Publishers, Cleveland Park Listserv     

Friday July 20 from 10 AM - 3 PM, Mars Day at the Smithsonian Air & Space Museum. Celebrate the Red Planet with educational and fun activities for all ages that expose visitors to the latest developments in planetary science. Talk to scientists active in Mars research and mission planning, learn about current and future missions, and see a real meteorite from Mars. Learn about the history of water on Mars, with planetary scientist Ross Irwin; test your skills as you maneuver a robotic rover or collect samples with a robotic arm in this hands-on activity with small robots. Also, quizzes, games, interactive programs - for the  full list of activities and paticipating scientists, go to All free. The Smithsonian Air & Space Museum is on the Mall at 600 Independence Avenue SW.

Friday, July 20 from 5–8 pm, Fridays at Freer/Sackler: Global Nomads, featuring DJ Ayes Cold and Huda Asfour. Spend Friday night on a musical and culinary journey around the world. Catch a set by DJ Ayes Cold, known for her genre-bending sound. Delve into the repertoire of the Arab region and neighboring cultures by joining a Mashriq Maghrib Music Jam Session with Huda Asfour and other local artists. Tibetan cuisine by Chef Dorjee Tsering served in a traditional handcrafted nomad-style tent, Middle Eastern street food by Z&Z, Asian-inspired cold treats by Ruby Scoops, and specialty cocktails by Please Bring Chips will be available for purchase. Cool off inside by viewing the Freer’s exhibitions and a free 7pm screening of Paradox, a Hong Kong action film that will take you into the Thai underworld. Free; no tickets required. In case of rain, activities will move indoors. The Freer/Sackler Museum is on the Mall at 1050 Independence Avenue SW,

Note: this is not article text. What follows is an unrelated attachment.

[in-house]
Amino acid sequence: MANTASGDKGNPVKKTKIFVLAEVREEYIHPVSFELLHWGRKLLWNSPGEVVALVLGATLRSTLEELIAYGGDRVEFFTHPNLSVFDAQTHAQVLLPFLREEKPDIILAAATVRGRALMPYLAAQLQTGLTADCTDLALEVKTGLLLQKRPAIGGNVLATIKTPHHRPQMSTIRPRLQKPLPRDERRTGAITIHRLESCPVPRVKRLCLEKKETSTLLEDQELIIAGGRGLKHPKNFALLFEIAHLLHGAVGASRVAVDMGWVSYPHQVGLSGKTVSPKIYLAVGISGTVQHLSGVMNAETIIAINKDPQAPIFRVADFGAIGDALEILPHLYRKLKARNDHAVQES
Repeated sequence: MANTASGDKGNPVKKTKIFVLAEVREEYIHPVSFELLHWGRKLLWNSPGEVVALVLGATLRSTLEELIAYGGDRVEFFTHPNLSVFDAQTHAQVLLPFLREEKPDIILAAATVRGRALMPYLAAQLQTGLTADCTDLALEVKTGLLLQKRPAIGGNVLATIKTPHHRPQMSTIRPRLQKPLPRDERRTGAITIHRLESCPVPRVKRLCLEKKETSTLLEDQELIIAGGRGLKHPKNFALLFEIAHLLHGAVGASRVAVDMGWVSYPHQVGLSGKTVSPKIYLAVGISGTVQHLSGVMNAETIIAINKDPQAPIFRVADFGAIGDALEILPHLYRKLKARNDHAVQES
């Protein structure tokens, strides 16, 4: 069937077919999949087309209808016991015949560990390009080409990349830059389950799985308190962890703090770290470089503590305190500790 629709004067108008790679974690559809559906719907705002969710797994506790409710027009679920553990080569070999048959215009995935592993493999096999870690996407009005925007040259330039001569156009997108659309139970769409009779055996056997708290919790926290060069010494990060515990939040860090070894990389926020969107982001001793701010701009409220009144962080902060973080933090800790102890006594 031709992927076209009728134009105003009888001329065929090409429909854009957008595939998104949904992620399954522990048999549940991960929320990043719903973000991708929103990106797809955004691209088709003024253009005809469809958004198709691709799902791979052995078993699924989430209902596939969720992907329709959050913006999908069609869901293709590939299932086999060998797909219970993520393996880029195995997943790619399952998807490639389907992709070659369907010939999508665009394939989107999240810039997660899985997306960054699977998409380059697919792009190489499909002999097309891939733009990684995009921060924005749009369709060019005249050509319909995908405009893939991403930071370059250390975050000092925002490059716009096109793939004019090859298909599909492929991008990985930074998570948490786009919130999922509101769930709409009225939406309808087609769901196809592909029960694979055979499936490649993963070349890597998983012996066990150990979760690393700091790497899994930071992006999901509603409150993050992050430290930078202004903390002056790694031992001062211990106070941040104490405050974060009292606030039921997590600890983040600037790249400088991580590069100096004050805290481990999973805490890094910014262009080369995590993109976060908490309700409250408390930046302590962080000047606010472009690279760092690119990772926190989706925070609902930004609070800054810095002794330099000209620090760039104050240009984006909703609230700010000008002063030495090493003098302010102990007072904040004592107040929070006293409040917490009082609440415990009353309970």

Friday, July 20 at 10:56 PM, National Moon Walk Day. It’s the 49th anniversary of that first “small step for a man” on the moon (see: We’ll celebrate this day by doing the moon walk. Step outside around 10:50 PM and then at exactly 10:56 (the same time, EDT, that Neil Armstrong first set foot on the lunar surface), start your dance moves. (If you don’t know how to moon walk, try this Youtube tutorial: If you don’t feel like dancing, you might want to sing instead. Here’s a good song to celebrate this event, “Fly Me to the Moon” - see If you’re wondering if this is the Weekly Fake Event (…..well, it could be. But it can be as real as you like, because you can really do all of these things to celebrate that first Moon Walk on July 20, 1969. 

Saturday, July 21 from 10 AM - 3 PM, Day of Archaeology Festival at Dumbarton House. This event is a fun-filled day for both adults and children. Children can get hands-on with mock excavations, crafts, and 3D printed artifacts. Speak with archaeologists in person and learn about their projects locally and globally. There will be live music, family activities, face painting and food trucks for all to enjoy. The Day of Archaeology Festival is a great way to learn about DC’s local history and visit Dumbarton House! Free. Learn more here: Dumbarton House is at 2715 Q Street, NW. 

Saturday, July 21 at 11 AM, Story Time with Washington Nationals Player Sean Doolittle. Meet Washington Nationals Pitcher Sean Doolittle at this special story time event for families. He will read stories and answer questions. Free. At the Cleveland Park Library, 3310 Connecticut Ave. NW,

Saturday, July 21 from 11 AM - 7 PM, Fiesta Asia Street Fair. Celebrate Asian Heritage at the 12th annual National Asian Heritage festival, featuring more than 1000 performers on five stages, representing more than 20 cultures for 8 consecutive hours. Live performances by musicians, vocalists, dancer, martial artists; Pan-Asian cuisine; a shopping bazaar; kids friendly interactive activities; talent competition, cultural parade, Bollywood street dancing, and exhibits of traditional and contemporary Asian crafts. The Street Fair takes place along Pennsylvania Avenue NW between Third and Sixth Streets. Register here (free):